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  • Planning

    2. 2. PLANNING MODULE - 2
    3. 3. The first of Management Functions Planning Organizing Staffing Leading Controlling Selecting missions and objectives as well as the actions to achieve them, which requires decision making, i.e, choosing a course of action among alternatives
    4. 4. <ul><li>Guides to action </li></ul><ul><li>Rationale for decisions </li></ul><ul><li>Standard of performance. </li></ul>Need for Planning - Provides direction - Reduces uncertainty - Minimizes waste and redundancy - Sets the standards for controlling
    5. 5. Planning Activities <ul><li>Defining the organization’s objectives or goals </li></ul><ul><li>Establishing an overall strategy for achieving those goals </li></ul><ul><li>Developing a comprehensive hierarchy of plans to integrate and coordinate activities Planning is concerned with ends (what is to be done) as well as with means (how it is to be done). </li></ul>
    6. 6. Reasons for Planning
    7. 7. Criticisms Of Formal Planning <ul><li>Planning may create rigidity. </li></ul><ul><li>Plans can’t be developed for a dynamic environment. </li></ul><ul><li>Formal plans can’t replace intuition and creativity. </li></ul><ul><li>Planning focuses managers’ attention on today’s competition, not on tomorrow’s survival. </li></ul><ul><li>Formal planning reinforces success, which may lead to failure. </li></ul>
    8. 8. Planning and Performance <ul><li>Formal planning generally means higher profits, higher return on assets, and other positive financial results. </li></ul><ul><li>Planning process quality and implementation probably contribute more to high performance than does the extent of planning. </li></ul><ul><li>When external environment restrictions allowed managers few viable alternatives, planning did not lead to higher performance. </li></ul>
    9. 9. ( NIB)
    10. 10. Strategic vs. Operational Plans <ul><li>Strategic Plans </li></ul><ul><ul><li>Apply to the entire organization. </li></ul></ul><ul><ul><li>Establish the organization’s overall goals. </li></ul></ul><ul><ul><li>Positions organization in terms of its environment </li></ul></ul><ul><ul><li>Cover extended periods of time. </li></ul></ul><ul><li>Operational Plans </li></ul><ul><ul><li>Assumes objectives exist </li></ul></ul><ul><ul><li>Specifies details of how overall goals will be achieved </li></ul></ul><ul><ul><li>Cover short time period </li></ul></ul>( NIB)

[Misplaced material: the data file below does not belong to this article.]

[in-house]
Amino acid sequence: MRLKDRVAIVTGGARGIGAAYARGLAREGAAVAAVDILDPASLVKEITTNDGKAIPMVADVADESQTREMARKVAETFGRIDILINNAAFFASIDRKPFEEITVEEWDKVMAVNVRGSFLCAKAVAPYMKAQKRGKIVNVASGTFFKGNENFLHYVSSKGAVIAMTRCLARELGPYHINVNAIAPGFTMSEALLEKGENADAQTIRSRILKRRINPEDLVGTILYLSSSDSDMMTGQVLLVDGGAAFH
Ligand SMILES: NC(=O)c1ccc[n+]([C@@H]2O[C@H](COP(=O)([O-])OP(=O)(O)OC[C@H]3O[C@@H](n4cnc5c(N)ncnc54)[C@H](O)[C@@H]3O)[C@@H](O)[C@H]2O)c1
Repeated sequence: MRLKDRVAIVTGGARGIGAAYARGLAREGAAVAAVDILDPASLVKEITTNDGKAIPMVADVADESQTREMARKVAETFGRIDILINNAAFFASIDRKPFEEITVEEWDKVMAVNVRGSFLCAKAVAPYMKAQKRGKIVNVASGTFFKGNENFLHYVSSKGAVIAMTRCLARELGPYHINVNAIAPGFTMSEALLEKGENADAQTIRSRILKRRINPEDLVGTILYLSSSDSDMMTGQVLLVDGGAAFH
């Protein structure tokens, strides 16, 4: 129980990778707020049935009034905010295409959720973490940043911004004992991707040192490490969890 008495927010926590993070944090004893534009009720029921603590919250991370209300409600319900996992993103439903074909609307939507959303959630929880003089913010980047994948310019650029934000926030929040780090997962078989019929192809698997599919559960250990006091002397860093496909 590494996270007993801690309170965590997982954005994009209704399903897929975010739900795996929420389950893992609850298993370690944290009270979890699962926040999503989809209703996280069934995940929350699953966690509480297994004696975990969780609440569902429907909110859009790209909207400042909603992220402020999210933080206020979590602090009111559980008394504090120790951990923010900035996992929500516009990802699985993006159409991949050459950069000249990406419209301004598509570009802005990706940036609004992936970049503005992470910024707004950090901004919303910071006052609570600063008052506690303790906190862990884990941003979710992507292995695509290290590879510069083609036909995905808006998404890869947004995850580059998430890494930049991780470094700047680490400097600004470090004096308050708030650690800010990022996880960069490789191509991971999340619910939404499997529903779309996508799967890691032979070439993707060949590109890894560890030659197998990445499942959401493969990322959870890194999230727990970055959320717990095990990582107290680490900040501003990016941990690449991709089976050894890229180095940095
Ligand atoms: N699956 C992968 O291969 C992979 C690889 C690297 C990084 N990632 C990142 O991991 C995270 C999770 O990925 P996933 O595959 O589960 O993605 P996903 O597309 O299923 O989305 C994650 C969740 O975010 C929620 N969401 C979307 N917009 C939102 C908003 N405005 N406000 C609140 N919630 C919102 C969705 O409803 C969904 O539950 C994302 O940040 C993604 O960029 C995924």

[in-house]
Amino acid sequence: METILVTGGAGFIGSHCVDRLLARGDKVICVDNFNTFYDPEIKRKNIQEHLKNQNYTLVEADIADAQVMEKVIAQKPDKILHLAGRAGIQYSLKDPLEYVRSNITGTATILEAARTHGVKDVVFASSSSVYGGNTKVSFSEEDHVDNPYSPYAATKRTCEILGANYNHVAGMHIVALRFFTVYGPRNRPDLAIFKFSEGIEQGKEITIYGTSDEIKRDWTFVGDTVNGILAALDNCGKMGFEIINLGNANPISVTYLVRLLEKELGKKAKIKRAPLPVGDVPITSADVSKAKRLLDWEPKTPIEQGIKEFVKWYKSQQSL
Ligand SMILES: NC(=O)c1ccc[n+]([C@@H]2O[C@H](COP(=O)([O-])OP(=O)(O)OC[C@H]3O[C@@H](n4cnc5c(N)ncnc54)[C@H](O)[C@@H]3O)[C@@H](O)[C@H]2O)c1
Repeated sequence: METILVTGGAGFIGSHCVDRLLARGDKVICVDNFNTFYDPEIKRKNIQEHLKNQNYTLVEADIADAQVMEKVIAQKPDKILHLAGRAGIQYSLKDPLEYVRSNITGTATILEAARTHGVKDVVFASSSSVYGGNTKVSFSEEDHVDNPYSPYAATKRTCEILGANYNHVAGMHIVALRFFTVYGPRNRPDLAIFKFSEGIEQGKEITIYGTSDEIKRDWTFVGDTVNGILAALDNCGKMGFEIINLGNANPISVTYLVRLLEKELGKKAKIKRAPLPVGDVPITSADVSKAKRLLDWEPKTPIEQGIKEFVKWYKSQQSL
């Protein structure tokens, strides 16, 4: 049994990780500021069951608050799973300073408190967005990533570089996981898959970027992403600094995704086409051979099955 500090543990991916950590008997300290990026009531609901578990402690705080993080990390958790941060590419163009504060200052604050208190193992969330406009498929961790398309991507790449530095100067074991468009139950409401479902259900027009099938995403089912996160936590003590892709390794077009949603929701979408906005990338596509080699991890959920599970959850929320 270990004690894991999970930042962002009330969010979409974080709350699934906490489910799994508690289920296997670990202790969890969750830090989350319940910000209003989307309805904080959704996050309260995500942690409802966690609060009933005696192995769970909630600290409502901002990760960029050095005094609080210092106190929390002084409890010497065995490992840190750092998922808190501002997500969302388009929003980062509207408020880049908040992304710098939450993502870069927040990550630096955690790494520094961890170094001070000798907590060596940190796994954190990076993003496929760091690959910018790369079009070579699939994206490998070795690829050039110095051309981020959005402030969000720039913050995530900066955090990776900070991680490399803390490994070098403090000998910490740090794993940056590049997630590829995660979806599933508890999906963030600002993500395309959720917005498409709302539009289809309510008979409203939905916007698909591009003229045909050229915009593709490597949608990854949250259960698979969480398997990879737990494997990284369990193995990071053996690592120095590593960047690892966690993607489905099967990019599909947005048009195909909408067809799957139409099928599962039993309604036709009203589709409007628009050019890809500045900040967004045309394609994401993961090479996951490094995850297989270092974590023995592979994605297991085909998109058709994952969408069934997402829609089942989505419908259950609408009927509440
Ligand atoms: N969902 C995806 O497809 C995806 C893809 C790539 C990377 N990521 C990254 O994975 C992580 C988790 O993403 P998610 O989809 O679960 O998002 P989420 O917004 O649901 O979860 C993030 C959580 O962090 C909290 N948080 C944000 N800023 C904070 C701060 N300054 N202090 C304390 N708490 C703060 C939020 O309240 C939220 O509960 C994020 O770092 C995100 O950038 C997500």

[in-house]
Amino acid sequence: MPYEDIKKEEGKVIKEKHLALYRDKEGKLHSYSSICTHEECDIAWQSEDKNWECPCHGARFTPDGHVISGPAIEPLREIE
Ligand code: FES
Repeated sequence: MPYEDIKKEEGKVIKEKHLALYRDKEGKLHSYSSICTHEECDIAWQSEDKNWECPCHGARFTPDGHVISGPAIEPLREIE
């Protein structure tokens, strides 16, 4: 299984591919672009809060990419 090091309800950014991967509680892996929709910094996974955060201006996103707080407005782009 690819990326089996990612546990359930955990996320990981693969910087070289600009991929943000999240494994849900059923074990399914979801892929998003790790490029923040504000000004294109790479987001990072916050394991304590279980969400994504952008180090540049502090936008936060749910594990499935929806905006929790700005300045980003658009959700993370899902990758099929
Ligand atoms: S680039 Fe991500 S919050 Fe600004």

11. 11. TYPES OF PLANS <ul><li>Mission or purposes </li></ul><ul><li>Objectives or goals </li></ul><ul><li>Strategies </li></ul><ul><li>Policies </li></ul><ul><li>Procedures </li></ul><ul><li>Rules </li></ul><ul><li>Programs </li></ul><ul><li>Budgets </li></ul>(APB)
    12. 12. Mission or purpose The basic purpose or function or tasks of an enterprise or agency or any part of it Objectives or goals The end towards which activity is aimed Strategies The determination of the basic long term objectives of an enterprise and the adoption of courses of action and allocation of resources necessary to achieve these goals Policies General statements or understanding that guide or channel thinking in decision making
    13. 13. Procedures Plans that establish a required method of handling future activities Rules Rules spell out specific required actions or nonactions allowing no discretion Programs A complex of goals, policies, procedures, rules, task assignments, steps to be taken, resources to be employed, an other elements necessary to carry out a given course of action Budgets A statement of expected results expressed in numerical terms
    14. 14. Being Aware of opportunities Market, competition, Customers, Strengths Weakness Establishing objectives Where we want to be, what to achieve and when Developing premises In what environment ( I & E), scenarios Determining alternative courses How many and which are most promising Evaluating alternative courses In the light of objectives Selecting a course Formulating derivative plans Quantifying plans by budgeting Steps in planning
    15. 15. OBJECTIVES The end towards which activity is aimed Nature & aspects of objectives Verifiable Achievability Hierarchy Multiplicity Key Result Areas